There are dozens of ways we could think about fixing higher education, but whether you want to change the cost structure or reform the curriculum or improve graduation rates, the best first step you can take is to eliminate tenure.
Tenure — the job for life entitlement that many professors get after spending seven years at an institution — has given college faculty a stranglehold on power at our universities. Every battle in higher education is a battle of attrition and the faculty will always win. They will outlast any president, any governor, any member of the board of trustees, any regent, any parent, and any student. And tenure professors are why reform of any other sort is not possible. The only way to balance the power at universities is to replace tenure with multi-year, renewable contracts.
Thanks to tenure, faculty have an astounding degree of control over certain aspects of higher education. At many institutions, for instance, they can decide what to teach. If it seems like many college catalogs seem like a haphazard collection of small niche courses, that’s because faculty tend to want to teach classes that fall within their narrow research interests. Writing a book about women’s literature in France from 1820 to 1840? Why not kill two birds with one stone and teach a course about it? Who cares if this is not exactly a broad foundational course that most undergraduates need?
Faculty also often can determine when they want to teach. We tend to think that it is students who want to have four-day weekends and classes in the afternoon, but faculty also like to hold classes Tuesdays and Thursdays from 11:30 to 1. In fact, on some campuses students find that it is difficult to take all of the classes they need to graduate because they seem to meet at the same time.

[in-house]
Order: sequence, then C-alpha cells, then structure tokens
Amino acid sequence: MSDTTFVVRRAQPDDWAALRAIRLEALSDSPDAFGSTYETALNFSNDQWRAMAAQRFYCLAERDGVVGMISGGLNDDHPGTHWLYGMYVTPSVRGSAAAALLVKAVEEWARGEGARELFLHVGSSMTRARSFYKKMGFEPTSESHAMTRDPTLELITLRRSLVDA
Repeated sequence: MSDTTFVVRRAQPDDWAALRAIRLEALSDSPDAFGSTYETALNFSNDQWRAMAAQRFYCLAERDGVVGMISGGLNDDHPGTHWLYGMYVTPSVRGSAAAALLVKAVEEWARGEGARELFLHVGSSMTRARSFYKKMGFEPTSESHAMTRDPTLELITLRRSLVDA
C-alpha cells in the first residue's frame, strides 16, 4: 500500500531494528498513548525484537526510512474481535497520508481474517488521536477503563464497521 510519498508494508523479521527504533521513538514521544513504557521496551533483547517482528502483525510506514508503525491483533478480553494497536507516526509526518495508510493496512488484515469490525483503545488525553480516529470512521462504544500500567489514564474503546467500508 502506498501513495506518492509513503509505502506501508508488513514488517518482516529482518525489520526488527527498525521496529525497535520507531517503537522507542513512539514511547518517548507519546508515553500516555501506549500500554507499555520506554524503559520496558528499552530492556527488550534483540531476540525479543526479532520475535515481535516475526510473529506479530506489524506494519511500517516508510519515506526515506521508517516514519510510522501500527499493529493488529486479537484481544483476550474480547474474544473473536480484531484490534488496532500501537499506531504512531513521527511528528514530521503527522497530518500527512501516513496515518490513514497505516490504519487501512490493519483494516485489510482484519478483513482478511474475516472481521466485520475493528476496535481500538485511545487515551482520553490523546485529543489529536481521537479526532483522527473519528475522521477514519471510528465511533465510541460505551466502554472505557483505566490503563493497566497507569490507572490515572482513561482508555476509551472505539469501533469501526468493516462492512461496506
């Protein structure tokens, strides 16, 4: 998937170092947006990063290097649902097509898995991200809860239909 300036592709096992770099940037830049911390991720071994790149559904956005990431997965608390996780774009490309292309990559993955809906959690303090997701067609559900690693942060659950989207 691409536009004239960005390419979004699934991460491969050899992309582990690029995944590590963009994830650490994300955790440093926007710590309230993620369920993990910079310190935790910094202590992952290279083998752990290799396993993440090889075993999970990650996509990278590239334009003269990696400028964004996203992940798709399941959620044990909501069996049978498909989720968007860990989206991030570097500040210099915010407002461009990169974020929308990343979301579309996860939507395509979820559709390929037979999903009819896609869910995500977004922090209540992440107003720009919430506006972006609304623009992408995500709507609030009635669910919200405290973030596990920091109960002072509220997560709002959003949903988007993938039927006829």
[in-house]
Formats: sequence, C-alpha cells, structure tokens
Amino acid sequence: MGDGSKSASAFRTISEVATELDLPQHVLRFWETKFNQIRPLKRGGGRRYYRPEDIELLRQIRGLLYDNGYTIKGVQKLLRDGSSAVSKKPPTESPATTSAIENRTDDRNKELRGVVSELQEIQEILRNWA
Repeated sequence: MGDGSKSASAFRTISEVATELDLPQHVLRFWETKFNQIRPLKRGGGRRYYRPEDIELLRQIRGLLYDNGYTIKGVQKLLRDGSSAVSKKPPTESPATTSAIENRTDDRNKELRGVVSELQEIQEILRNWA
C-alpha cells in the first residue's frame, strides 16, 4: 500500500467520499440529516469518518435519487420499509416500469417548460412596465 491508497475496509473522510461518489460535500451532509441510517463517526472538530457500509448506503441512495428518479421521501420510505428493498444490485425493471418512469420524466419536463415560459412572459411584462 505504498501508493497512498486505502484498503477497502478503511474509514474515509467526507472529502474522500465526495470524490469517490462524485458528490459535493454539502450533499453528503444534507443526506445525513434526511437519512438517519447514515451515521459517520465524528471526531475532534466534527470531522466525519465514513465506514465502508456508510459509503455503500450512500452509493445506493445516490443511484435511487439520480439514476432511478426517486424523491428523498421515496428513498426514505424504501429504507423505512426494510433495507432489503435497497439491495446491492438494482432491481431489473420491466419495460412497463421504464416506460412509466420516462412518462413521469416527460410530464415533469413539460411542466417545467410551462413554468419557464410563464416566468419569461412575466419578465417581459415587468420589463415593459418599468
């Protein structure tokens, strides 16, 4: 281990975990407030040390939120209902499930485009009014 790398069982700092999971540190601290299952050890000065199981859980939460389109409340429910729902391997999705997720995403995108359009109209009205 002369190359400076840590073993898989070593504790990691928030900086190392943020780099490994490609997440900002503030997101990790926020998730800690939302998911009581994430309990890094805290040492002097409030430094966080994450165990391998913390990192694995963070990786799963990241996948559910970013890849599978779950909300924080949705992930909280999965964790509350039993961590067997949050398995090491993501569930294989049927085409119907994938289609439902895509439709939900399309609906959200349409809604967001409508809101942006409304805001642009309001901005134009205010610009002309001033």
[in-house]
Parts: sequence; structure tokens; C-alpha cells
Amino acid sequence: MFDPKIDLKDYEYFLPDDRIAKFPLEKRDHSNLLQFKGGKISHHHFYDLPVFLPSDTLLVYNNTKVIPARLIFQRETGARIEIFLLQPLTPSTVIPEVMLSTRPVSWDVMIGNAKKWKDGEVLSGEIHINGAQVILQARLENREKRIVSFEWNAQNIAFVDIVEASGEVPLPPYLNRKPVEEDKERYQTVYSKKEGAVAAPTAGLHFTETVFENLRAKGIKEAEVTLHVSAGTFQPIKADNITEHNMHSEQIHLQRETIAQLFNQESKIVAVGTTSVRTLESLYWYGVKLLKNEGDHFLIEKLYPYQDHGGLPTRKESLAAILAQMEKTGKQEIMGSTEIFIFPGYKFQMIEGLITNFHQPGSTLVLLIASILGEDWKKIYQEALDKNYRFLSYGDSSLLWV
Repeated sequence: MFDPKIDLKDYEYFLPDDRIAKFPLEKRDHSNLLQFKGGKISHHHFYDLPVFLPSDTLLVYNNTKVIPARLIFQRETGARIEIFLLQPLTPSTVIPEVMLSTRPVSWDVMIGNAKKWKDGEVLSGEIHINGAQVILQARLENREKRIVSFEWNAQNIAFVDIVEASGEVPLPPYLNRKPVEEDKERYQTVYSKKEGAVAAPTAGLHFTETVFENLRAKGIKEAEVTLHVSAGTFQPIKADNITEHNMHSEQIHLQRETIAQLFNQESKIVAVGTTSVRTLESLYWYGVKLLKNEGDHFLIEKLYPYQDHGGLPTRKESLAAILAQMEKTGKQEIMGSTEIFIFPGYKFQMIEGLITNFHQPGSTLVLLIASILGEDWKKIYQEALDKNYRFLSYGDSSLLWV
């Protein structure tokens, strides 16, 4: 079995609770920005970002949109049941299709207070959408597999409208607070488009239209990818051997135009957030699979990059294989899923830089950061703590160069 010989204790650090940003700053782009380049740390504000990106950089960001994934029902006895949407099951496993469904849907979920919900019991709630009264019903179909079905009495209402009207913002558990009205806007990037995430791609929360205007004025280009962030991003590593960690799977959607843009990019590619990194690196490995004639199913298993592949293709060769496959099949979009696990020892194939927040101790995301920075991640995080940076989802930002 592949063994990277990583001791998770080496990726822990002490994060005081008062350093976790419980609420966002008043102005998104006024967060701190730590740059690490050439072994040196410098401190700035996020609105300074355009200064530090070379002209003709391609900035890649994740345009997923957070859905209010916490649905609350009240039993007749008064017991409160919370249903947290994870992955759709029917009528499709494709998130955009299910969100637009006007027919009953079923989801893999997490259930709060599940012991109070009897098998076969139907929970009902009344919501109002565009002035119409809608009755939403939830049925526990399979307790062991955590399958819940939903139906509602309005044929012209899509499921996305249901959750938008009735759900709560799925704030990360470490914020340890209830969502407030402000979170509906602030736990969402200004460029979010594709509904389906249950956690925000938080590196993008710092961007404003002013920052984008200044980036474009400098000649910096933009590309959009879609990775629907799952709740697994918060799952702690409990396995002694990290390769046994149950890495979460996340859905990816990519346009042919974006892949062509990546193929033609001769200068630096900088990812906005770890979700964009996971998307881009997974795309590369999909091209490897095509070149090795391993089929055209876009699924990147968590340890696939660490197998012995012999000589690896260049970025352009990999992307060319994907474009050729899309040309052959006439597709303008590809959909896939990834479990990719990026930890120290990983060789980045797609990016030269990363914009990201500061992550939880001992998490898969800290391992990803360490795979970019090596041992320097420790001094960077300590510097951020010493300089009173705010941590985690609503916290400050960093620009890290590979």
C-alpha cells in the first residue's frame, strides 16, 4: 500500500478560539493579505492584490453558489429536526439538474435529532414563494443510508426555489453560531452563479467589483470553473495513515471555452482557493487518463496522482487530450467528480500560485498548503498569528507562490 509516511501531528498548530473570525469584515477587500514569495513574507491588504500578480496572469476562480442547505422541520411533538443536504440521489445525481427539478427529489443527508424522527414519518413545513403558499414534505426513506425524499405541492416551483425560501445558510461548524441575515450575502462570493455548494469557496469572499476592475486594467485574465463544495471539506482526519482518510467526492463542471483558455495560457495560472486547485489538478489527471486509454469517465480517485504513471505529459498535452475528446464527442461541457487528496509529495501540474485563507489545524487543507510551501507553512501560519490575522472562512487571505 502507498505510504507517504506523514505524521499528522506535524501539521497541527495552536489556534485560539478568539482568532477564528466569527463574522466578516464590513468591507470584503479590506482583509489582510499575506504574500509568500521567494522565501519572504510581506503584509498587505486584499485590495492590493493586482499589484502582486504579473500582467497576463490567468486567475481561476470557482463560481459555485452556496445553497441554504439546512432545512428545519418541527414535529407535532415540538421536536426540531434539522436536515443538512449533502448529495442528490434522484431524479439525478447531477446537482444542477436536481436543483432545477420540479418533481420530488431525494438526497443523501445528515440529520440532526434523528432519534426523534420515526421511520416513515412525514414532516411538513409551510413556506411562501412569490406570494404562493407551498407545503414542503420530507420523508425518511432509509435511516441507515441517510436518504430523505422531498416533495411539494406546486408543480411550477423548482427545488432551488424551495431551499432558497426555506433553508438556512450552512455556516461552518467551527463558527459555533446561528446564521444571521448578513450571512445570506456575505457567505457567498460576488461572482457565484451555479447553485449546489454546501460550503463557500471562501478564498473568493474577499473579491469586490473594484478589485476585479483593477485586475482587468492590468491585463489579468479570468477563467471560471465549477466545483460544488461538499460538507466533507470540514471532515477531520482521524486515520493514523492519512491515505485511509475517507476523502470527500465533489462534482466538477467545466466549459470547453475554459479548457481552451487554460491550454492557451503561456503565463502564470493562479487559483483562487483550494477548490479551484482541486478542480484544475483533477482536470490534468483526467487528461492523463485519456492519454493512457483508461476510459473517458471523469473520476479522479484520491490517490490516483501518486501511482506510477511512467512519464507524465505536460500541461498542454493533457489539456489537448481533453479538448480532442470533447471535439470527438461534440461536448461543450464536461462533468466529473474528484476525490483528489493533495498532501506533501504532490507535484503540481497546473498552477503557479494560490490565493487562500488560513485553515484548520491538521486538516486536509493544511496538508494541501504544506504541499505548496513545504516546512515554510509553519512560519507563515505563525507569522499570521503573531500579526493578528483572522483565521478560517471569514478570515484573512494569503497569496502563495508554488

Perhaps the most disturbing power that faculty have come to have through tenure is the power over who is doing the teaching. Many senior faculty simply prefer not to be in the classroom. And our higher education system at all levels rewards research. As the tenured faculty opt to spend their time teaching small seminars on narrow subjects at times that are convenient for them, the large introductory courses are more often taught by adjuncts. These are teachers who are paid less than minimum wage and often don’t find out if they have a job until a week before the semester begins. They have no office and sometimes no office hours. And studies show that having a higher percentage of adjuncts on campus is correlated with lower graduation rates. Tenured professors can ensure that it is the least experienced teachers with the least support of the institution who are at the front of classrooms.
Tenure has given the faculty too much power and it has made colleges unaccountable to students, parents and taxpayers. In times like ours, this is a situation that cannot and should not endure.
Naomi Schaefer Riley is the author of The Faculty Lounges… And Other Reasons Why You Won’t Get the College Education You Paid For. (Ivan Dee, 2011). She is also a regular contributor to the Chronicle of Higher Education’s Brainstorm blog.
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